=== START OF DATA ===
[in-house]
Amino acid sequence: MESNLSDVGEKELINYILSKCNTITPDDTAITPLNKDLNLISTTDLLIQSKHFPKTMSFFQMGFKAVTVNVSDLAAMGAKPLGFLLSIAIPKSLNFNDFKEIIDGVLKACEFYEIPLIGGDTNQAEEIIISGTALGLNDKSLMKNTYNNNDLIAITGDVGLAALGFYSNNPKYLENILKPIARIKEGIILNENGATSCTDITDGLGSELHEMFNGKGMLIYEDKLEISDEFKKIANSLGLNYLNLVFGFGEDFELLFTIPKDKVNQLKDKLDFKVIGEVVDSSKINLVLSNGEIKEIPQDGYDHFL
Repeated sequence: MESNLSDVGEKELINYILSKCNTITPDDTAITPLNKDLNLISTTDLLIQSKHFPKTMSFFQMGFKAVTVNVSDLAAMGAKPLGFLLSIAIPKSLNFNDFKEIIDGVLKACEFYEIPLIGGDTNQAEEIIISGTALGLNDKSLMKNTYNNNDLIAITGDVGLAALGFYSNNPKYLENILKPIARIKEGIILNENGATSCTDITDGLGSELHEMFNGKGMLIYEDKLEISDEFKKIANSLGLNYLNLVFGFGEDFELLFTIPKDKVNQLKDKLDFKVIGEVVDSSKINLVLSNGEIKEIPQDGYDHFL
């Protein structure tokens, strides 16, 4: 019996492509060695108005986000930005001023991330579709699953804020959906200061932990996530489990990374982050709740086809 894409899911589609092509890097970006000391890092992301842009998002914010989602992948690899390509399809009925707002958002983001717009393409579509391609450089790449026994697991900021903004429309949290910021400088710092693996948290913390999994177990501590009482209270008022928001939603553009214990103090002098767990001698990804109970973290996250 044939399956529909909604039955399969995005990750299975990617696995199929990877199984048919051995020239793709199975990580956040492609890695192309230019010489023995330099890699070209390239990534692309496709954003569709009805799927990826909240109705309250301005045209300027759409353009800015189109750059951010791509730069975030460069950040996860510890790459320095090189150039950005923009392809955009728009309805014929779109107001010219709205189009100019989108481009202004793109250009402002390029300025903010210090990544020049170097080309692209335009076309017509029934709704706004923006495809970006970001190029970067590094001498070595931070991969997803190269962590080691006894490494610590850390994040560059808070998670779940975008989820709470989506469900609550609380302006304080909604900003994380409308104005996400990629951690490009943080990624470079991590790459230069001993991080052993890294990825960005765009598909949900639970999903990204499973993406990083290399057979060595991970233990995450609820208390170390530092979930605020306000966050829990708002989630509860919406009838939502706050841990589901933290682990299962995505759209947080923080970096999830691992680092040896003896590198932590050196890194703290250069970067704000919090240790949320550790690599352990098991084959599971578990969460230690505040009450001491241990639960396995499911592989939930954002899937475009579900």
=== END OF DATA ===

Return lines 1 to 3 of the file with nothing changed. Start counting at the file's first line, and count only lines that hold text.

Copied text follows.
[in-house]
Amino acid sequence: MESNLSDVGEKELINYILSKCNTITPDDTAITPLNKDLNLISTTDLLIQSKHFPKTMSFFQMGFKAVTVNVSDLAAMGAKPLGFLLSIAIPKSLNFNDFKEIIDGVLKACEFYEIPLIGGDTNQAEEIIISGTALGLNDKSLMKNTYNNNDLIAITGDVGLAALGFYSNNPKYLENILKPIARIKEGIILNENGATSCTDITDGLGSELHEMFNGKGMLIYEDKLEISDEFKKIANSLGLNYLNLVFGFGEDFELLFTIPKDKVNQLKDKLDFKVIGEVVDSSKINLVLSNGEIKEIPQDGYDHFL
Repeated sequence: MESNLSDVGEKELINYILSKCNTITPDDTAITPLNKDLNLISTTDLLIQSKHFPKTMSFFQMGFKAVTVNVSDLAAMGAKPLGFLLSIAIPKSLNFNDFKEIIDGVLKACEFYEIPLIGGDTNQAEEIIISGTALGLNDKSLMKNTYNNNDLIAITGDVGLAALGFYSNNPKYLENILKPIARIKEGIILNENGATSCTDITDGLGSELHEMFNGKGMLIYEDKLEISDEFKKIANSLGLNYLNLVFGFGEDFELLFTIPKDKVNQLKDKLDFKVIGEVVDSSKINLVLSNGEIKEIPQDGYDHFL